Waterbom Park, Flesh Eating Fish and Haggling In Bali

The Pura Besakih is the largest temple in Bali

One of the most difficult challenges I face on a daily basis is getting out of bed at a reasonable hour. This was no problem in Bali, seeing as we were now five or so hours behind New Zealand time. This gave myself and my travelling companion Libby an opportunity to grab buffet breakfast at the hotel before the late risers.

The food that was spread out in front of us was stupefying; every kind of breakfast meal imaginable was laid out on plates, in baskets and chafing dishes. Pancakes, pinwheels, croissants, egg friend rice, sausages; assortments of mango, papaya, pineapple and watermelon were cut and laid out delicately; water, juices, teas and coffees were waiting to be poured by doting Balinese.




After stuffing ourselves and folding French pastries into napkins for later, we spilled onto the street in search of a taxi to take us to our first activity.

Several men shouted at us from across the street: “Darling, you need a taxi?”

This is what the Balinese do in order to gather your attention- they shout and they don’t stop. It’s harmless behavior, however, if you’re not used to it, it can be quite unsettling.

Here’s a tip- if you’re not interested, don’t say anything. I found they tend to leave you alone if you don’t respond, or mutter a quick “no, thanks.”

Another thing is be comfortable with your mistakes; you’re bound to be ripped off at least once when haggling.

We were when we followed a wiry Balinese man down an ally to where he parked his taxi-ute. We agreed on the 50,000 rupiah ($6.50 NZD) to take us to Waterbom Park, a drive of around ten minutes. We found out we had been tricked when talking to a group of Australians later that day who had traveled a similar distance for only 30,000 rupiah ($4 NZD).

Still, it was only a few dollars difference, and cheap nonetheless.

“I’m not annoyed,” Libby said. “We’re putting money back into their economy.”

Waterbom Park was vast and littered with tourists. Located in Kuta, it has 21 water slides of different speeds and sizes over 3.8 hectares of land. It was voted the number one tourist attraction by Trip Advisor, so this place was high on our to-do list.

Right we were by choosing this as our first activity, as nothing was more refreshing in mid-thirty degree heat than rippling down slides at up to 70km into cordial emerald waters.




We tackled the slide aptly named the Boomerang first, with a speed rating of four, a drench rating of three, and a thrill rating of five. I can honestly say it was in the top 10 of ‘Yvette’s most terrifying experiences ever experienced’.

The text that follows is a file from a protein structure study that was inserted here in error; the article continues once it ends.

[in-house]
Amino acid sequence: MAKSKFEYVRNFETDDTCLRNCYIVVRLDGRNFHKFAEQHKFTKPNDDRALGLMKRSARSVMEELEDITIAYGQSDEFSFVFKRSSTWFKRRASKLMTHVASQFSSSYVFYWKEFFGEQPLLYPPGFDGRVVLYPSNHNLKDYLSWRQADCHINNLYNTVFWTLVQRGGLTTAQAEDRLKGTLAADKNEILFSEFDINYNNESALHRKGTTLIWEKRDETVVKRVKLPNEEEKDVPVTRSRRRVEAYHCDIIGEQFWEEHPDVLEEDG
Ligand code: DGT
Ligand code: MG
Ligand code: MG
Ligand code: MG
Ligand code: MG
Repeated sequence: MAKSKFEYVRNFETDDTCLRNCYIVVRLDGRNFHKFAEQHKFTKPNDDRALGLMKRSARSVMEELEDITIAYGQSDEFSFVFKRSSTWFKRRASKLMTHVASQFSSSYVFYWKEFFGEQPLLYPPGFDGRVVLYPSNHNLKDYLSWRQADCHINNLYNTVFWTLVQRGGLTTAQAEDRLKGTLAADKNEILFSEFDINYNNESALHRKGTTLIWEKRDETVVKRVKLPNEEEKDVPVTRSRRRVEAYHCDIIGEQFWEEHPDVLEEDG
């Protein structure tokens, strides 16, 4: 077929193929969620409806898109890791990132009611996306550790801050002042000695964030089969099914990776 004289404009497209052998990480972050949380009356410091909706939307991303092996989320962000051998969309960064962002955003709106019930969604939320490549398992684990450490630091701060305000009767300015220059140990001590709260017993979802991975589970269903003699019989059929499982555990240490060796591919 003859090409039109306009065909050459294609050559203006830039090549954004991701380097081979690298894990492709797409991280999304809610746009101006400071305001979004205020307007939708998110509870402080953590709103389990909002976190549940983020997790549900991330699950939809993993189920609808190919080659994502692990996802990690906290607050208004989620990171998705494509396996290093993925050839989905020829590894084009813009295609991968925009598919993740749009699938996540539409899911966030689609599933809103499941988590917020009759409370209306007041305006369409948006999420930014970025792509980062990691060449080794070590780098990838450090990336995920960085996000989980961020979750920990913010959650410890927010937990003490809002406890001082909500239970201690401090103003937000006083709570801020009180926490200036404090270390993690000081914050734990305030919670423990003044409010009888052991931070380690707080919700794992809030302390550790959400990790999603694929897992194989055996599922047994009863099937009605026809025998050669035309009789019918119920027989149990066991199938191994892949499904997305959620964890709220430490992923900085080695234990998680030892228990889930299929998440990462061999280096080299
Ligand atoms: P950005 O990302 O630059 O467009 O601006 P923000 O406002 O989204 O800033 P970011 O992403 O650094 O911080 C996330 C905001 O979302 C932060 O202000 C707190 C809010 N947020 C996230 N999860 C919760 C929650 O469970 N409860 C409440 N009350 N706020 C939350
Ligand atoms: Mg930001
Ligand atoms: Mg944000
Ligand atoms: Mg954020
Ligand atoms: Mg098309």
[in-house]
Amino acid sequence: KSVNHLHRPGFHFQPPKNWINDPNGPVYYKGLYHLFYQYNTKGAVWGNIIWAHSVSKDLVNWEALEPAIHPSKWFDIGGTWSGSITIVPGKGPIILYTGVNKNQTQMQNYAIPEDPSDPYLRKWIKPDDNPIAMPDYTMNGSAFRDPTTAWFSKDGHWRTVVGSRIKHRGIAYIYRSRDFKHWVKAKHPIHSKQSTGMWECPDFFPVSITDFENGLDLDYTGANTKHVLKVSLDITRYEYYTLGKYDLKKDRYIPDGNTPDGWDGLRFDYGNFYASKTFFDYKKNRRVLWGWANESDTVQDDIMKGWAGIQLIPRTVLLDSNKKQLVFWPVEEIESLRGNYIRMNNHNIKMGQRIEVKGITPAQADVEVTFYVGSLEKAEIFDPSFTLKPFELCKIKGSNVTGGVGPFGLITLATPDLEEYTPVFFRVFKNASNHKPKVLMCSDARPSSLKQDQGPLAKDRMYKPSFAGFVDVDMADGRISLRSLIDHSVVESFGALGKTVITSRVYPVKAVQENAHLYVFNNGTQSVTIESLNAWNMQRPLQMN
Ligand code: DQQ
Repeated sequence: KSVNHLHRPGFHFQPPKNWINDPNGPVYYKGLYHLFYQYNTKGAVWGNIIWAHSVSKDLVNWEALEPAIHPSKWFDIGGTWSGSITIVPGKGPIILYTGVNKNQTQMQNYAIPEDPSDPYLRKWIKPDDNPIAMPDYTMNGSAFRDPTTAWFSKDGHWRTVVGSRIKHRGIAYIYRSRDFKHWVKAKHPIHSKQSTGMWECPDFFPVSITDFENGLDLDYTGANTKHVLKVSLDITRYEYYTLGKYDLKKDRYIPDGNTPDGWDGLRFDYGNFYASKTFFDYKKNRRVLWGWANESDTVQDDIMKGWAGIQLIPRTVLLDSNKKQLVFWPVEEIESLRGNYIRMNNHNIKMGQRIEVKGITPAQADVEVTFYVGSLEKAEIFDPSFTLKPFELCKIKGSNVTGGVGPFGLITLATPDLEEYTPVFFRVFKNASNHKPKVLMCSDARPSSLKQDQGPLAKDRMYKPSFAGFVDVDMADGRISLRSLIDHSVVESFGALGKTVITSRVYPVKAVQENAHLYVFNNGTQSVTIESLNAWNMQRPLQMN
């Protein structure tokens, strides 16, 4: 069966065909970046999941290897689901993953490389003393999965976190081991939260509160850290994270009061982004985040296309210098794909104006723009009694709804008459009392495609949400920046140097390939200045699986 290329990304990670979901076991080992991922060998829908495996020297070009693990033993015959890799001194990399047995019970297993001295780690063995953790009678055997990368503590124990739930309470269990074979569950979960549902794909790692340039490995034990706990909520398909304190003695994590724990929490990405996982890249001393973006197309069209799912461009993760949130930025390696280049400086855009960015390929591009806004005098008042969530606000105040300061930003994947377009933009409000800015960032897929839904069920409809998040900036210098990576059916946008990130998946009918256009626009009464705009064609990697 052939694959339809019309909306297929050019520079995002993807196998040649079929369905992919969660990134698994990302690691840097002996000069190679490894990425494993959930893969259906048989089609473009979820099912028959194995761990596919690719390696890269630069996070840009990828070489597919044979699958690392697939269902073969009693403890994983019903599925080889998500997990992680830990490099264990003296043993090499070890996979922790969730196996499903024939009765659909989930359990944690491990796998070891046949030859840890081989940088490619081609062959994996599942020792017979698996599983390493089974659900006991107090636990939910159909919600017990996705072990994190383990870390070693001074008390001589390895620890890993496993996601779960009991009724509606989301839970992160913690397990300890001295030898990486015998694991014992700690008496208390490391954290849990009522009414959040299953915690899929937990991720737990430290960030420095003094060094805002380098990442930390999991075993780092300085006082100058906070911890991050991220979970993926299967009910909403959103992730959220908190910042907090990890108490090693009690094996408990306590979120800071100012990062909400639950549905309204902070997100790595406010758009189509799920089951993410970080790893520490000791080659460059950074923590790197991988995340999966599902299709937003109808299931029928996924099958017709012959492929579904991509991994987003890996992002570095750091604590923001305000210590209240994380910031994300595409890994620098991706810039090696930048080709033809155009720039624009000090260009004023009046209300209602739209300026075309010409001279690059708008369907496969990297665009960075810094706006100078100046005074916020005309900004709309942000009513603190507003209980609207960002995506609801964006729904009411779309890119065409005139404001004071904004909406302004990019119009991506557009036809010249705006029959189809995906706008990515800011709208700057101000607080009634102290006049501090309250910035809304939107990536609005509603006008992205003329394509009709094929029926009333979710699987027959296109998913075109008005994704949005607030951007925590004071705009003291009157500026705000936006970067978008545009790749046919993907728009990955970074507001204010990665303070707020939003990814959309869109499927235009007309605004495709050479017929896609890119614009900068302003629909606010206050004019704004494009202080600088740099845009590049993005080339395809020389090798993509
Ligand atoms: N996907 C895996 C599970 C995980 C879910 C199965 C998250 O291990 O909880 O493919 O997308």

We curved left, then right, before plunging steeply down. Our double-ringed donut then shot out of the warren into the open, and my worst fears came true: we were traveling skyward up a skateboard ramp. I thought we were going to sail off the end of it, but gravity brought us back down again, and my breathless chest leapt to my tonsils as we soared backwards down the ramp into the pool.

The Boomrang wasn’t the only terrifying experience of the day: I learnt I had a formidable fear of fish. One of the pampering booths featured a fish spa, something I liked the idea of, but hated when it came to dipping my toes into a tank full of skin-craving, sucky-mouthed fish.

I cried out a few “fucks” and “I’m only doing this for the sake of journalism!” while Libby told me to get over myself, and the Baliense attendants sauced themselves with laughter.

When a little girl sat beside me and dipped her toes in, I gathered my courage, bit by bit. First went my heels, then my soles. The fish deserted Libby’s now silky smooth feet, and gleefully wiggled towards mine. I expected it to hurt. I expected to rip my feet from the water at the first sign of discomfort.

It tickled. I moved my legs gently in the water as the little fishes greedily sucked to their gills content. They feasted on the webbing between my tense toes. I swear one of them even guzzled down my worn nail polish. When I peeled my feet from the tank they felt soft and smooth. Not a bad treatment for 75,000 rupiah ($9 NZD).

On our way back to the hotel (30,000 rupiah in a metered Bluebird taxi) we decided to grab an early dinner and treat ourselves to some cocktails. It was a nice way to end a relaxing and thrilling day in the sun.




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1 Comment

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